I want to close this post by encouraging everyone who reads this to acknowledge someone who has contributed to your life. That’s what these Life Builder posts are all about. Yes, I want to acknowledge these people who mean so much to me. Yes, that is the most important thing. But I can do that privately (and I actually do it privately more often than I do it on this blog – now that I’m trying to be better at that). So I want everyone to use this as an example so that you can tell the people who made a difference in your life that they are important to you.
Mother Teresa once said that the poverty in America is the poverty of loneliness. When you tell people that they made a difference in your life, it makes them feel more like life is worth living. So please, take my example and do something with it.
Most of my students know that my thoughts often congregate on one philosophical topic at a time and my teaching goes through waves of changing emphasis. As I learn new things about trumpet, teaching, learning and life in general, I share my fascination with the students in their lessons. For the past few weeks, the new wave has been an emphasis on expectations. What I have been sharing with the students is the idea that expectations destroy stereotypes.
My Success With Expectations
I have been both successful and unsuccessful as a teacher in this regard. An example of my success in using expectations to destroy stereotypes can be seen in my youngest students. Almost invariably, when a parent of a seven or eight year old student sets up a lesson, I am told that the child cannot take an hour long lesson because he or she does not have a long enough attention span. In the beginning, these parents sometimes push for fifteen minute lessons (which I cannot accommodate).
Interestingly, when the kids come to the hour long lessons, I never see any indication of attention span problems. This is ironic because I do not attempt to entertain my students. I am a natural teacher, not a natural entertainer. So I teach the students in a serious manner which keeps them engaged throughout the lesson. When the lesson is over, the students almost always say that they wish the lesson was longer (longer than an hour). They don’t want to leave. It’s funny because the parents then say “Well I guess he/she really likes playing the trumpet.” There’s no doubt that they probably do like playing the trumpet, but I do believe that what they are seeing is a different teaching style, something they are not used to.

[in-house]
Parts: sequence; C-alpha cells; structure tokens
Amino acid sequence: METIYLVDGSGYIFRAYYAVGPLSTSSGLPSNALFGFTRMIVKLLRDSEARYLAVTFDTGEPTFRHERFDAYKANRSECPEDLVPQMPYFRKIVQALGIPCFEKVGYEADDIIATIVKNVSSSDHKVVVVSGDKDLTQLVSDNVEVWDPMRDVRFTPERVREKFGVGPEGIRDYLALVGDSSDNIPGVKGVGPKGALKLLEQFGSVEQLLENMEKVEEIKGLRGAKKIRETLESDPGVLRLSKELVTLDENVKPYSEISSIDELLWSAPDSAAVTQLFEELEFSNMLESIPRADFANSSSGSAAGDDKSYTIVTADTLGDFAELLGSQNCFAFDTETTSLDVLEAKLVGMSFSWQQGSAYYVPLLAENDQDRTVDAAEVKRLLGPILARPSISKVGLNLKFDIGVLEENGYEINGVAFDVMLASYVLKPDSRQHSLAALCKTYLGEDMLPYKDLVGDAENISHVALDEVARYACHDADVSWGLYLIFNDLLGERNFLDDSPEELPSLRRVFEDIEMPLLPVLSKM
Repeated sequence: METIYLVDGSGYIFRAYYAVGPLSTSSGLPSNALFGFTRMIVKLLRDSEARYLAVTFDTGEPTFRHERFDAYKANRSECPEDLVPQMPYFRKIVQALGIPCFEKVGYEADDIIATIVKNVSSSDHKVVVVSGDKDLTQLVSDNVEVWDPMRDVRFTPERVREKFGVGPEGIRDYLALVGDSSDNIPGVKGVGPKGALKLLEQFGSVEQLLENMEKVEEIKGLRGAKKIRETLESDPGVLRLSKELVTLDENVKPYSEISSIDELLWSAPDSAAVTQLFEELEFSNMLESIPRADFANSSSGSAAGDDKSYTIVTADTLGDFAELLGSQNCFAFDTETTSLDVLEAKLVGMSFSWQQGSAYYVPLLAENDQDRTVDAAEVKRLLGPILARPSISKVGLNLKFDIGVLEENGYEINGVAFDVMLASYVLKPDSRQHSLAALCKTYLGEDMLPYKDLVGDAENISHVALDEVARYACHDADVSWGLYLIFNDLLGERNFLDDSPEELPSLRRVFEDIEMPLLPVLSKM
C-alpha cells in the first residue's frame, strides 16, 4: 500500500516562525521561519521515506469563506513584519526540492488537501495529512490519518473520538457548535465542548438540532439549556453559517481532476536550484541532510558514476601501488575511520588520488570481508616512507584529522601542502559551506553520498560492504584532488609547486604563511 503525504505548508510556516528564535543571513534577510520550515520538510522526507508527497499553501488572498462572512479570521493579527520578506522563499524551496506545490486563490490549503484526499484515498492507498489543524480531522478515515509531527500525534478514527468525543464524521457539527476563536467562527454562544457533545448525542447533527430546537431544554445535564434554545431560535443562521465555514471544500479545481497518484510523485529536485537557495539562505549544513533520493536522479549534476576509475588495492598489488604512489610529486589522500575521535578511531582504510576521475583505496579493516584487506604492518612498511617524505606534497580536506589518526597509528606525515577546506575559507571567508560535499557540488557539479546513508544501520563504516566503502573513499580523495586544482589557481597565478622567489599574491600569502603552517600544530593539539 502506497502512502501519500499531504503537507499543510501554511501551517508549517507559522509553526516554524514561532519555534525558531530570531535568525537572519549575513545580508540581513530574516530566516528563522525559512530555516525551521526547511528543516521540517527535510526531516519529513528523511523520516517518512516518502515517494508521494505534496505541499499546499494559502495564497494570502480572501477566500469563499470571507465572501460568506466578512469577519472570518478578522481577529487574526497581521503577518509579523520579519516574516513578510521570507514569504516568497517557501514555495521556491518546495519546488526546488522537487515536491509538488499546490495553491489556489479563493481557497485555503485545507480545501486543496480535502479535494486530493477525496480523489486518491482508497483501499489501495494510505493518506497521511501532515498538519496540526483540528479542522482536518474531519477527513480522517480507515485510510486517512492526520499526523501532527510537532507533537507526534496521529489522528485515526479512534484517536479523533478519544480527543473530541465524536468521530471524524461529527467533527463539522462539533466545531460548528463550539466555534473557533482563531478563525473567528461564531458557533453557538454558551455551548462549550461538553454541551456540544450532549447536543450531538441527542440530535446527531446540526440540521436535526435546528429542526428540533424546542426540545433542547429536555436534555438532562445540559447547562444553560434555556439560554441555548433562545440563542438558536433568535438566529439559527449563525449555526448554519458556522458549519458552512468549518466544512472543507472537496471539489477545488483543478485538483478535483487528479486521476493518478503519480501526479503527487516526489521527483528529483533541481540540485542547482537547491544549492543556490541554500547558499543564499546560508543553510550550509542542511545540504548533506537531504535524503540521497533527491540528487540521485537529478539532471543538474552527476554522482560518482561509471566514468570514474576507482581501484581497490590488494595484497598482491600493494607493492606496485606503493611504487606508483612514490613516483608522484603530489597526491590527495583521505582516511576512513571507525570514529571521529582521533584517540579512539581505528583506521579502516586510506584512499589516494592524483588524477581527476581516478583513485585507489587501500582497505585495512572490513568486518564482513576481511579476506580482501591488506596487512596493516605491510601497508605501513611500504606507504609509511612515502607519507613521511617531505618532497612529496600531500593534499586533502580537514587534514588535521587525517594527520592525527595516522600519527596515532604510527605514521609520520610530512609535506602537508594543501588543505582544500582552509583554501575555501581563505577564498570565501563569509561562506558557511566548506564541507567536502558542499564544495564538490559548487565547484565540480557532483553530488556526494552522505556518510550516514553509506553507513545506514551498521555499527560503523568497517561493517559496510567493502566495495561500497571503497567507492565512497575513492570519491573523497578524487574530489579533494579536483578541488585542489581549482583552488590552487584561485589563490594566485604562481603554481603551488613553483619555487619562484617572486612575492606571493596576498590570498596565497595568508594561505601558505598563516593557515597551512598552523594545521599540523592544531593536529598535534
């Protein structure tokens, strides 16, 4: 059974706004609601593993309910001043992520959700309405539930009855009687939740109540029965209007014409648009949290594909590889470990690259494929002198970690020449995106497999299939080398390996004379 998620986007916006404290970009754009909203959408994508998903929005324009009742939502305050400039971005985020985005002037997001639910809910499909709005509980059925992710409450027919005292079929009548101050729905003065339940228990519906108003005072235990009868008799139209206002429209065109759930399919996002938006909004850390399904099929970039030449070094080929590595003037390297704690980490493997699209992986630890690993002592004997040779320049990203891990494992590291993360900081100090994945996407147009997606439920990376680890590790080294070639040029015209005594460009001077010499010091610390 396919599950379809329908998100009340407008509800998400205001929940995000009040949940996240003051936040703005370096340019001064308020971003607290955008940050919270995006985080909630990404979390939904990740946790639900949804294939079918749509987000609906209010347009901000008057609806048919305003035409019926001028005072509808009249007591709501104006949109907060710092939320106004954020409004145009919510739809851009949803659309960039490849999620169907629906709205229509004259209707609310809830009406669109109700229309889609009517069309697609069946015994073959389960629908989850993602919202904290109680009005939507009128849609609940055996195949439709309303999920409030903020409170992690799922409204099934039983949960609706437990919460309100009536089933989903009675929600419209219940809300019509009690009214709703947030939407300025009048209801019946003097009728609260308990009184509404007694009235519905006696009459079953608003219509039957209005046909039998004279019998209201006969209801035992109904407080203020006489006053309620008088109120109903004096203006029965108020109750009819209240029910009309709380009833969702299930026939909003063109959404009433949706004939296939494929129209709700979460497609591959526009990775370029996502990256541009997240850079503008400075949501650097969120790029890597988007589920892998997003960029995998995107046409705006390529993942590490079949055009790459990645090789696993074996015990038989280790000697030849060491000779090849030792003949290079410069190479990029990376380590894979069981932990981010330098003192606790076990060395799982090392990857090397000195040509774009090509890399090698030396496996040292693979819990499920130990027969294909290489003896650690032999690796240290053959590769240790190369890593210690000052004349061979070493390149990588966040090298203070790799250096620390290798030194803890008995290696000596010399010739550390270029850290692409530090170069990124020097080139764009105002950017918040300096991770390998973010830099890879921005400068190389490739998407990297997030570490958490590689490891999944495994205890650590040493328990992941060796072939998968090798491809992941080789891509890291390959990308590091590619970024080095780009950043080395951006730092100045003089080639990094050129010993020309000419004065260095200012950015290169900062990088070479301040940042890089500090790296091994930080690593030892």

What makes the difference? I believe that those young students are responding to my expectations of them. I do NOT expect them to have attention span problems. I do NOT make excuses for bad behavior. I do NOT try to entertain them with puppets or candy or lying about how well they did. No, I clearly communicate my expectations to them and because of this, I have never had an attention span problem with any of my youngest students.
My Failure With Expectations
I wish I could say that I have always been that successful in this regard, but I have not. One of the failures I remember most, probably because it was so recent (about three years ago) was my expectations for students with braces. It used to be that when my students had braces, my expectations for their performance was compromised. Instead of expecting them to do their best, I made allowances for them. I made excuses for them. I started each lesson thinking to myself, “here we go again. This guy is going to sound terrible with the braces.”
My expectations for the students with braces meant that the students expected even less of themselves. As teachers, it is dangerous for us to make any assumptions. I once had a teacher who had false expectations of my playing because he knew I was a jazz player. So everything that was wrong with my playing was because I played jazz. If I played a rhythm wrong, the answer was to stop playing jazz. If I played out of tune, the answer was to quit playing jazz. To that teacher, I would always be a bad player for as long as I continued to play jazz. When we base our expectations on these false assumptions, these stereotypes, we are then completely incapable of teaching.